Quaternary ammonium compounds (QACs) belong to a well-known class of cationic biocides with a broad spectrum of antimicrobial activity. They are used as essential components in surfactants, personal hygiene products, cosmetics, softeners, dyes, biological dyes, antiseptics, and disinfectants. Simple but varied in their structure, QACs are divided into several subclasses: Mono-, bis-, multi-, and poly-derivatives. Since the beginning of the 20th century, a significant amount of work has been dedicated to the advancement of this class of biocides. Thus, more than 700 articles on QACs were published only in 2020, according to the modern literature. The structural variability and diverse biological activity of ionic liquids (ILs) make them highly prospective for developing new types of biocides. QACs and ILs bear a common key element in the molecular structure-quaternary positively charged nitrogen atoms within a cyclic or acyclic structural framework. The state-of-the-art research level and paramount demand in modern society recall the rapid development of a new generation of tunable antimicrobials. This review focuses on the main QACs exhibiting antimicrobial and antifungal properties, commercial products based on QACs, and the latest discoveries in QACs and ILs connected with biocide development.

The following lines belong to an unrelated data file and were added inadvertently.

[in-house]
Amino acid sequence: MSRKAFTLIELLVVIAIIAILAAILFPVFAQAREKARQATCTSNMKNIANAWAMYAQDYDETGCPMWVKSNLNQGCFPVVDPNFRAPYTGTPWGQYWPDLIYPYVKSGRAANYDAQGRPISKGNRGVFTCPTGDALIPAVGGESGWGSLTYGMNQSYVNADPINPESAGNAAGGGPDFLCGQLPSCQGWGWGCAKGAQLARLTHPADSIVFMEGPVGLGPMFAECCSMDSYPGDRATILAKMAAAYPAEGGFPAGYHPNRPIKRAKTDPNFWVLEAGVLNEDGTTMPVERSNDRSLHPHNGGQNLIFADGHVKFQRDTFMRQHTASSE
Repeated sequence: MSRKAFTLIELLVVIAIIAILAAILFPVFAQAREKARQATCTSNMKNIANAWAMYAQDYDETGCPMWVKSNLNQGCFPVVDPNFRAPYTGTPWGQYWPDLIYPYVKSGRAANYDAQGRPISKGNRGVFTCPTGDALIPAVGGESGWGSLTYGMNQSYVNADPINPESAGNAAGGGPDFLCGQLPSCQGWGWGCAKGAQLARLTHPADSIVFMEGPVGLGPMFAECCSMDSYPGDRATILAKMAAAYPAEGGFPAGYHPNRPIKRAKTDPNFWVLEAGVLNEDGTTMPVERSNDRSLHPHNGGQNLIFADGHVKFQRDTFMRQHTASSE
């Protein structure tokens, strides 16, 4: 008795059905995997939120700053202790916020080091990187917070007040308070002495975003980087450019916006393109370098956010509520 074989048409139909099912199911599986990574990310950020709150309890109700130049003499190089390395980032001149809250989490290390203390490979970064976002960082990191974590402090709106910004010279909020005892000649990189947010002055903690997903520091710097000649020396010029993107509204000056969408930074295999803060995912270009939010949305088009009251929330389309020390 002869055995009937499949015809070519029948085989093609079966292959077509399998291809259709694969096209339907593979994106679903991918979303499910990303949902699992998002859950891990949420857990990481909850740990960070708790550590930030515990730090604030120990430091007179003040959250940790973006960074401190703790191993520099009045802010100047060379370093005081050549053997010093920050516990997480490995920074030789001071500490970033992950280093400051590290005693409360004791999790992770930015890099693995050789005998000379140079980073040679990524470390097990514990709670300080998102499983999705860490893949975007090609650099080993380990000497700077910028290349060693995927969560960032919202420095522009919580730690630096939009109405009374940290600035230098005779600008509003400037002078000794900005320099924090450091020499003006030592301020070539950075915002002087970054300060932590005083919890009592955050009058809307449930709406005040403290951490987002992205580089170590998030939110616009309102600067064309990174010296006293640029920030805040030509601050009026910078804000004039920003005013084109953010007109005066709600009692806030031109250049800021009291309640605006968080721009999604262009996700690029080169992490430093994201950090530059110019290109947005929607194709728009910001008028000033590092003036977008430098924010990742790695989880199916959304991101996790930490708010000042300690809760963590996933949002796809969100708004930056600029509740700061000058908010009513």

Keywords: antibacterial; antimicrobial; biocide; ionic liquid; quaternary ammonium compound.